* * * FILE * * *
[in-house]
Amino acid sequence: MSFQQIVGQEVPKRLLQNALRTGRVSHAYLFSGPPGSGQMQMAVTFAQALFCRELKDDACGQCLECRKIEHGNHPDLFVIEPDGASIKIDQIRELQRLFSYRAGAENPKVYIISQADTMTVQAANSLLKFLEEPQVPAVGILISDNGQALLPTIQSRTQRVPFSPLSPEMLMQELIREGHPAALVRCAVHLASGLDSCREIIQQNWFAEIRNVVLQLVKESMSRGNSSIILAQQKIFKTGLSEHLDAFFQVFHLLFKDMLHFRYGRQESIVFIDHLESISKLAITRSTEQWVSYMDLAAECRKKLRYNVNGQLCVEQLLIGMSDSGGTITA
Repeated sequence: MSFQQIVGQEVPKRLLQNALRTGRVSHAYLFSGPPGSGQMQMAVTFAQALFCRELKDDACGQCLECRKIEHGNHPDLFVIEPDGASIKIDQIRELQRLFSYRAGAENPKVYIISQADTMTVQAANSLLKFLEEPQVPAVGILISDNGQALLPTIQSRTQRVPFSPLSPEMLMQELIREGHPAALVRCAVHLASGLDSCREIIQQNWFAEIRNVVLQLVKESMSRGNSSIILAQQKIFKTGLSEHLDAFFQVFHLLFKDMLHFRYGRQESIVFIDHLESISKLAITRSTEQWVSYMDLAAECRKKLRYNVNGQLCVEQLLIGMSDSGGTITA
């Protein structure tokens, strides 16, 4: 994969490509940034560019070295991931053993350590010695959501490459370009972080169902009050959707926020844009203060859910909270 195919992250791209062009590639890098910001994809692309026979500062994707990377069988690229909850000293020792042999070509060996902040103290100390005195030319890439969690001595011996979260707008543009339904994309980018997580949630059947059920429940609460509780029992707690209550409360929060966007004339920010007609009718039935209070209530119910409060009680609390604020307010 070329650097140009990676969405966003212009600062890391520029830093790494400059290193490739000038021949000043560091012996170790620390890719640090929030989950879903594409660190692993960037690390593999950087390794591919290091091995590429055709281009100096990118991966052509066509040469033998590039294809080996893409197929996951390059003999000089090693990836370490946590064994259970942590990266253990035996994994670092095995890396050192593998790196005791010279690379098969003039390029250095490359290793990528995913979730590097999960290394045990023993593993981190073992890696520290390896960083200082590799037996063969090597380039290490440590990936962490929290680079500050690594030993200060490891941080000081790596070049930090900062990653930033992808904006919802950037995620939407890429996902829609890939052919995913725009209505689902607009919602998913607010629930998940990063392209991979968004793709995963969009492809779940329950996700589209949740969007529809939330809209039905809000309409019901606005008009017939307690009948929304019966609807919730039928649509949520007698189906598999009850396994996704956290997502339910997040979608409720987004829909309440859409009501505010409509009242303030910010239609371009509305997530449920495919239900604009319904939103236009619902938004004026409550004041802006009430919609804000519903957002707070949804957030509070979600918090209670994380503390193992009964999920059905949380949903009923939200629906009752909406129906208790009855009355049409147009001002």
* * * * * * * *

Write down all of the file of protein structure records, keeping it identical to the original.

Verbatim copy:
[in-house]
Amino acid sequence: MSFQQIVGQEVPKRLLQNALRTGRVSHAYLFSGPPGSGQMQMAVTFAQALFCRELKDDACGQCLECRKIEHGNHPDLFVIEPDGASIKIDQIRELQRLFSYRAGAENPKVYIISQADTMTVQAANSLLKFLEEPQVPAVGILISDNGQALLPTIQSRTQRVPFSPLSPEMLMQELIREGHPAALVRCAVHLASGLDSCREIIQQNWFAEIRNVVLQLVKESMSRGNSSIILAQQKIFKTGLSEHLDAFFQVFHLLFKDMLHFRYGRQESIVFIDHLESISKLAITRSTEQWVSYMDLAAECRKKLRYNVNGQLCVEQLLIGMSDSGGTITA
Repeated sequence: MSFQQIVGQEVPKRLLQNALRTGRVSHAYLFSGPPGSGQMQMAVTFAQALFCRELKDDACGQCLECRKIEHGNHPDLFVIEPDGASIKIDQIRELQRLFSYRAGAENPKVYIISQADTMTVQAANSLLKFLEEPQVPAVGILISDNGQALLPTIQSRTQRVPFSPLSPEMLMQELIREGHPAALVRCAVHLASGLDSCREIIQQNWFAEIRNVVLQLVKESMSRGNSSIILAQQKIFKTGLSEHLDAFFQVFHLLFKDMLHFRYGRQESIVFIDHLESISKLAITRSTEQWVSYMDLAAECRKKLRYNVNGQLCVEQLLIGMSDSGGTITA
């Protein structure tokens, strides 16, 4: 994969490509940034560019070295991931053993350590010695959501490459370009972080169902009050959707926020844009203060859910909270 195919992250791209062009590639890098910001994809692309026979500062994707990377069988690229909850000293020792042999070509060996902040103290100390005195030319890439969690001595011996979260707008543009339904994309980018997580949630059947059920429940609460509780029992707690209550409360929060966007004339920010007609009718039935209070209530119910409060009680609390604020307010 070329650097140009990676969405966003212009600062890391520029830093790494400059290193490739000038021949000043560091012996170790620390890719640090929030989950879903594409660190692993960037690390593999950087390794591919290091091995590429055709281009100096990118991966052509066509040469033998590039294809080996893409197929996951390059003999000089090693990836370490946590064994259970942590990266253990035996994994670092095995890396050192593998790196005791010279690379098969003039390029250095490359290793990528995913979730590097999960290394045990023993593993981190073992890696520290390896960083200082590799037996063969090597380039290490440590990936962490929290680079500050690594030993200060490891941080000081790596070049930090900062990653930033992808904006919802950037995620939407890429996902829609890939052919995913725009209505689902607009919602998913607010629930998940990063392209991979968004793709995963969009492809779940329950996700589209949740969007529809939330809209039905809000309409019901606005008009017939307690009948929304019966609807919730039928649509949520007698189906598999009850396994996704956290997502339910997040979608409720987004829909309440859409009501505010409509009242303030910010239609371009509305997530449920495919239900604009319904939103236009619902938004004026409550004041802006009430919609804000519903957002707070949804957030509070979600918090209670994380503390193992009964999920059905949380949903009923939200629906009752909406129906208790009855009355049409147009001002």